Nicola Sturgeon will not hold a second independence referendum, claims Ryanair boss
Ryanair chief executive Michael O'Leary said the country was "not strong enough" to pursue separation from the United Kingdom due to the sharp fall in the price of oil.
He was speaking in Edinburgh as the airline announced 17 new routes from Scotland in light of the SNP's promise to slash air passenger duty (APD).
But Mr O'Leary warned that the new services would be scrapped if ministers fail to deliver the 50 per cent reduction by the end of the current parliament.
He said: "I think if Nicola Sturgeon holds a second one she knows she'll lose it. Scotland is not strong enough to stand on its own as an independent economy, not with oil at $50 a barrel."
He said the new flights from Glasgow and Edinburgh airports were a "demonstration" of the airline's faith in the SNP's plans to reduce APD before eventually abolishing it.
Mr O'Leary explained: "We've decided to take Holyrood at its word and assume there will be an APD cut in 2018. We're going to open 15 routes from Edinburgh and two new routes in Glasgow in the winter of 2017. We're doing this as a demonstration to the Scottish Government of the benefits that will be brought by Scotland if they go ahead with the promise of a cut in APD."
I think if Nicola Sturgeon holds a second one she knows she'll lose it
Ryanair chief executive Michael O'Leary
The new routes from Edinburgh fly to Baden, Budapest, Carcassonne, Eindhoven, Hamburg, Katowice, Nantes, Prague, Szczecin, Toulouse, Venice, Valencia and Wroclaw while the two additional Glasgow routes are to Krakow and Madrid.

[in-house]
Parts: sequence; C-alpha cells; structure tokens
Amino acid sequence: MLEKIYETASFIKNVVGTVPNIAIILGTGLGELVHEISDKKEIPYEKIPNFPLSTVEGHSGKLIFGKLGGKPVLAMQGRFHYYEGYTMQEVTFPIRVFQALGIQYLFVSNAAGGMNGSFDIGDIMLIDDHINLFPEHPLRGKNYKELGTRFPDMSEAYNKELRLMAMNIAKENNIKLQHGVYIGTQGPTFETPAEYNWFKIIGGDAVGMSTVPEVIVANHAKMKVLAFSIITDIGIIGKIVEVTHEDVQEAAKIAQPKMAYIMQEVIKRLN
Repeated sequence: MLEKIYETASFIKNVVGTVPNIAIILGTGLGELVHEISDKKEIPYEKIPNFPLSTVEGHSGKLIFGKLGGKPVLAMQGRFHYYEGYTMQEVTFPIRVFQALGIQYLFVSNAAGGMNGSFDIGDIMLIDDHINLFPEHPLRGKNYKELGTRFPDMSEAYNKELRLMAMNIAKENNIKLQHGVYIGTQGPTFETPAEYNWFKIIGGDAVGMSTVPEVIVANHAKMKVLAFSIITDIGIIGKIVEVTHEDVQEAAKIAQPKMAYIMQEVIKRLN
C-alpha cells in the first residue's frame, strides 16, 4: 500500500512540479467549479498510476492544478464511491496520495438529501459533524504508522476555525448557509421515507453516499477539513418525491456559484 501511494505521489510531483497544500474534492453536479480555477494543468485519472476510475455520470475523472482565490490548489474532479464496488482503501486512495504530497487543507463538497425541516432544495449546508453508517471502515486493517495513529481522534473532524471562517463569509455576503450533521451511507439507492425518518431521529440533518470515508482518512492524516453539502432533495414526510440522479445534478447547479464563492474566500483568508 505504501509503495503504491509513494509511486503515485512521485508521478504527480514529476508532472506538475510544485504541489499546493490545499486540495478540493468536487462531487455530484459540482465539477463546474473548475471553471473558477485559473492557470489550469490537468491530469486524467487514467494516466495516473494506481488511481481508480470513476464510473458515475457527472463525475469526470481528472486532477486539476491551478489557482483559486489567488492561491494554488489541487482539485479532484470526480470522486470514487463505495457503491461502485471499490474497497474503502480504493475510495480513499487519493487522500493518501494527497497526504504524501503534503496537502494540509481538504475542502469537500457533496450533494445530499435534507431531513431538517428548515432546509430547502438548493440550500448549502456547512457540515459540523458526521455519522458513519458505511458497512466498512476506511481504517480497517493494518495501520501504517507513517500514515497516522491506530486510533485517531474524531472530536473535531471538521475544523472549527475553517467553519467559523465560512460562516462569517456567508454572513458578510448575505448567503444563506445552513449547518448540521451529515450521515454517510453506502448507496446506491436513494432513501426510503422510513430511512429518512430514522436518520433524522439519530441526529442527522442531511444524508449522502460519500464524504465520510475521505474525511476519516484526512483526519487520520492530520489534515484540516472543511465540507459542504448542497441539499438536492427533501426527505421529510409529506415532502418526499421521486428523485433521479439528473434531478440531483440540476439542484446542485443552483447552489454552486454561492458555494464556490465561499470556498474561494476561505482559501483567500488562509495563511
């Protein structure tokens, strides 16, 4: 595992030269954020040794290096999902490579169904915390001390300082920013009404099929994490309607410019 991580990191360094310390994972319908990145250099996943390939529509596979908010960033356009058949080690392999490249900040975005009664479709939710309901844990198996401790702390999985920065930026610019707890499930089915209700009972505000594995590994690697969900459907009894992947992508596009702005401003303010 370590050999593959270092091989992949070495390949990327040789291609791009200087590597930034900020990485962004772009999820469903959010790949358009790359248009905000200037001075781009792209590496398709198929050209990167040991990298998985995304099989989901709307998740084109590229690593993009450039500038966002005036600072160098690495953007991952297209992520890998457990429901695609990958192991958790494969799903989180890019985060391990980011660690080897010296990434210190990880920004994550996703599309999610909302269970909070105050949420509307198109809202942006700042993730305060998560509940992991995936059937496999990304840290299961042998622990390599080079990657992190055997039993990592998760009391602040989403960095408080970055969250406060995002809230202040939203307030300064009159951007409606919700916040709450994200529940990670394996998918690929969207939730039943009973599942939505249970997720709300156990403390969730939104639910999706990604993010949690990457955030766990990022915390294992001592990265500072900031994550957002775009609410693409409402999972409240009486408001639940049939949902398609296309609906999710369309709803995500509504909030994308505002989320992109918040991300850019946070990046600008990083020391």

Mr O'Leary said the new flights would boost growth by 20 per cent to more than five million passengers but warned: "These 15 routes will not continue into winter 2018 if the Scottish Government doesn't uphold its promises.
"We will stop investing in Scotland and we will start growing and investing in other low-tax jurisdictions elsewhere in Europe."
Michael O'Leary claims the first minister will not hold the vote because she knows she will lose
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The millionaire also intervened in the row over Brexit and suggested all flights between the UK and Europe could be suspended by March 2019 if a hard Brexit goes ahead.
He said that the current open skies arrangement hinges on recognising the jurisdiction of the European Court of Justice, which Prime Minister Theresa May said Britain would no longer be subject to.
He was speaking in Edinburgh as the airline announced 17 new routes
Mr O'Leary said: "In the airline industry we could be heading for a very difficult divorce with Europe.
"There is a possibility, unlikely but nevertheless a possibility, that there may be no flights between the UK and Europe in March 2019 if the UK walks off this cliff."